These are self-imposed deadlines that manufacturers could renege on, although GM and Ford are visibly following through with the announcement of new battery factories in the U.S. Laws would obviously be more toothsome. There might not be a federal one, but the country’s largest car market — California — has an executive order that could be codified by legislation soon. It bans the sale of new cars and trucks powered by gas or diesel by 2035. The state’s air resources board has laid out a plan to incrementally increase the percentage of zero-emissions sales starting in 2026 at 26% and reaching 100% in 2035.
As long as it’s still an executive order, it could be undone by a future governor, though the longer state agencies prepare, the harder it will be to undo. Still, automakers know which way the wind is blowing. They were already prepared to meet Obama-era emissions standards before the Trump administration rolled them back. Ford, Volkswagen, Honda, and BMW went so far as to oppose the rollbacks and signed an agreement with California to increase efficiency in defiance of lowered standards.
By prompting the manufacture of more EVs, the new Biden-era EPA rules will help facilitate car companies’ transition to zero-emissions only lines.
Work to Do
In the meantime, though, there’s plenty more automakers can do to improve the fuel efficiency of their gas-powered models. As the Union of Concerned Scientists’ Dave Cooke points out, they have off-the-shelf technologies available they aren’t using.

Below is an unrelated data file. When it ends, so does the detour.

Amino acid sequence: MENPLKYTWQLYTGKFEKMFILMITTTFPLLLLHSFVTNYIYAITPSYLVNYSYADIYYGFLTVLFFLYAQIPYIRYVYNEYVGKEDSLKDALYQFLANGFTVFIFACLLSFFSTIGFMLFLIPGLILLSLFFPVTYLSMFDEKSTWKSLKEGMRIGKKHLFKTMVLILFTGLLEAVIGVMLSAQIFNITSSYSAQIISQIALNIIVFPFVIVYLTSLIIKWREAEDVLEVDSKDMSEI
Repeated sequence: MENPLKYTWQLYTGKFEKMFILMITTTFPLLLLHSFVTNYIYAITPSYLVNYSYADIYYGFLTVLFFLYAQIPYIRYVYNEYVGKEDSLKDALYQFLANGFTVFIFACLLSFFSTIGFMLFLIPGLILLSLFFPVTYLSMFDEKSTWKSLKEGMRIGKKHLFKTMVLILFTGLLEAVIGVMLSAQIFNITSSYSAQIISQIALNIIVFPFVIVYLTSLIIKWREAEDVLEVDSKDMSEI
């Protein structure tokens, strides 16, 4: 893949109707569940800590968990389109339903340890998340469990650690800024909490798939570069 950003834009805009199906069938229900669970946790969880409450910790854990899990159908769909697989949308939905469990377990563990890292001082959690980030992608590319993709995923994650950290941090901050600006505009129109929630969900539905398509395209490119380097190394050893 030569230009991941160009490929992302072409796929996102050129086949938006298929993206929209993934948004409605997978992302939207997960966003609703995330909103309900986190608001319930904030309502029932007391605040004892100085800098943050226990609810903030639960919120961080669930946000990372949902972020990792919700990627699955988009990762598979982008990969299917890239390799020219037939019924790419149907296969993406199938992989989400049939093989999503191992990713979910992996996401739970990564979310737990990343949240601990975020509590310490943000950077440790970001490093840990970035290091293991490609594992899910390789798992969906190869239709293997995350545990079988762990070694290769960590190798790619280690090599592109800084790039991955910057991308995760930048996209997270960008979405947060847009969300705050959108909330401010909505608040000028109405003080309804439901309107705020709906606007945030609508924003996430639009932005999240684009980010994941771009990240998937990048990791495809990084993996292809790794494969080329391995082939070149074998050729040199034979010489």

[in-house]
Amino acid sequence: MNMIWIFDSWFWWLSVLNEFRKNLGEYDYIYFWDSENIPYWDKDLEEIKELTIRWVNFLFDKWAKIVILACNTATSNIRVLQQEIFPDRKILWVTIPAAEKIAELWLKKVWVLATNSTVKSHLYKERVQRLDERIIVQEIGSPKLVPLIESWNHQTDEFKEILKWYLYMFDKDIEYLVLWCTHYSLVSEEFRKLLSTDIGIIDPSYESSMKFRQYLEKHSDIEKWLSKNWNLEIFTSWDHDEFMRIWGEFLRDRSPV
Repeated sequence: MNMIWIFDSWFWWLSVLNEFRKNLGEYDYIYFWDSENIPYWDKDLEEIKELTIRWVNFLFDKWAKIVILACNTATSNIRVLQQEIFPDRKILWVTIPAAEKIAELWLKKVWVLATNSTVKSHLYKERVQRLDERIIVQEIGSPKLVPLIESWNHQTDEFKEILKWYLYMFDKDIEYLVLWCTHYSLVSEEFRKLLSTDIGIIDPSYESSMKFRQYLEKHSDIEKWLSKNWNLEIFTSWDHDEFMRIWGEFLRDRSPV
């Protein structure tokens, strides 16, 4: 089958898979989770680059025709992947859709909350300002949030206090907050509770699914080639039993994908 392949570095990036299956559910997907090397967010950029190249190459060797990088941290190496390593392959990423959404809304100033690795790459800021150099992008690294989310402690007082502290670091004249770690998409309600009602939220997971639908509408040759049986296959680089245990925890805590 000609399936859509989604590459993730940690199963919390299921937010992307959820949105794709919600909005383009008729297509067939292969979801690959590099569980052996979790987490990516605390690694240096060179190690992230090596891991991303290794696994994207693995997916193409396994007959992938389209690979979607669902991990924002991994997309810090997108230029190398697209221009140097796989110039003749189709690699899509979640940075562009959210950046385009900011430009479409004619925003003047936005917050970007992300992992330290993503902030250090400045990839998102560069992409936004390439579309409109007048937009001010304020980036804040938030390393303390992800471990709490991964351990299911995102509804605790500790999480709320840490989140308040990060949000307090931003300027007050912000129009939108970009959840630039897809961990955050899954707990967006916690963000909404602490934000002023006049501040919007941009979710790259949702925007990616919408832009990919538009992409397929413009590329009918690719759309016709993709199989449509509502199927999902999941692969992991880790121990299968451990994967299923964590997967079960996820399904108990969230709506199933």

“Barely half of engines are even using direct injection, less than half have some form of stop-start/hybridization to reduce idle fuel waste, and an extremely small share of the fleet is taking advantage of cylinder deactivation, which can ‘right size’ an engine in real-time to maximize its efficiency,” Cooke wrote.
This is partly the fault of the Obama EPA, which underestimated car manufacturers’ capabilities in 2010 when it announced emissions standards that went into effect in 2012. Automakers that met the standards before they went into effect could bank credits. Many already could meet the standards, so they banked a cumulative 56 million credits. Rather than innovating, they were able to coast, meeting the 2012 requirements without changing a thing.
Another problem is that the standards for light trucks are less strict than those for cars, which has incentivized the production of less-efficient SUVs and pickups that still qualify as “light trucks.” The new rules don’t close that loophole.
The EPA estimates Americans could save a collective $190 billion through reduced pollution, health expenditures and fueling up less often (saving $1,080 on gas through a car’s lifespan). The measures could keep 3.1 billion tons of CO2 out of the atmosphere through 2050. Even the Climate Group praised them as, “the strongest vehicle emission standards ever established for the passenger vehicle sector in the U.S.” To be sure, that is true, they are the strongest standards in U.S. history. They could also go further.
Nevertheless, automakers are more than capable of meeting them, new battery plants will add thousands of jobs, and the industry will come out poised to eliminate carbon emissions, which would be massive.